What's agitating about solitude is the inner voice telling you that you should be mated to somebody, that solitude is a mistake. The inner voice doesn't care about who you find. It just keeps pestering you, tormenting you-if you happen to be me-with homecoming queens first, then girls next door, and finally anybody who might be pleased to see you now and then at the dinner table and in bed on occasion. You look up from reading the newspaper and realize that no one loves you, and no one burns for you.
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In February, the overcast sky isn't gloomy so much as neutral and vague. It's a significant factor in the common experience of depression among the locals. The snow crunches under your boots and clings to your trousers, to the cuffs, and once you're inside, the snow clings to you psyche, and eventually you have to go to the doctor. The past soaks into you in this weather because the present is missing almost entirely.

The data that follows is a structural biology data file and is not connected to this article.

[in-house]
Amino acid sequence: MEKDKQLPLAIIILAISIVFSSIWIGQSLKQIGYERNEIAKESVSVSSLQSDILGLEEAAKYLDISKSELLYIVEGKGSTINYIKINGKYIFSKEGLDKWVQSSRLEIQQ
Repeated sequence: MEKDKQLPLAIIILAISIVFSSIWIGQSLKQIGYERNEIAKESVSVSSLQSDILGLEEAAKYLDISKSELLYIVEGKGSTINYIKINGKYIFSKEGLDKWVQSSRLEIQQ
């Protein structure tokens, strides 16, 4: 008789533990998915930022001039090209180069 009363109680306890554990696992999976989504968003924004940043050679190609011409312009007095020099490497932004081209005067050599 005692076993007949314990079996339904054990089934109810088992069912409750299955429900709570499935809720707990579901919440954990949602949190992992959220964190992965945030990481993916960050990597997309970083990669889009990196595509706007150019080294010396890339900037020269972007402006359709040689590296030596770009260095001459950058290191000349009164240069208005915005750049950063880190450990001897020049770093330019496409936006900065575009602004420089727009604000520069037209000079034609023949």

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Every relationship has at least one really good day. What I mean is, no matter how sour things go, there's always that day. That day is always in your possession. That's the day you remember. You get old and you think: well, at least I had that day. It happened once. You think all the variables might just line up again. But they don't. Not always. I once talked to a woman who said, "Yeah, that's the day we had an angel around.
The problem with love and God, the two of them, is how to say anything about them that doesn't annihilate them instantly with the wrong words, with untruth. . . . In this sense, love and God are equivalents. We feel both, but because we cannot speak clearly about them, we end up""wordless, inarticulate""by denying their existence altogether, and, pfffffft, they die.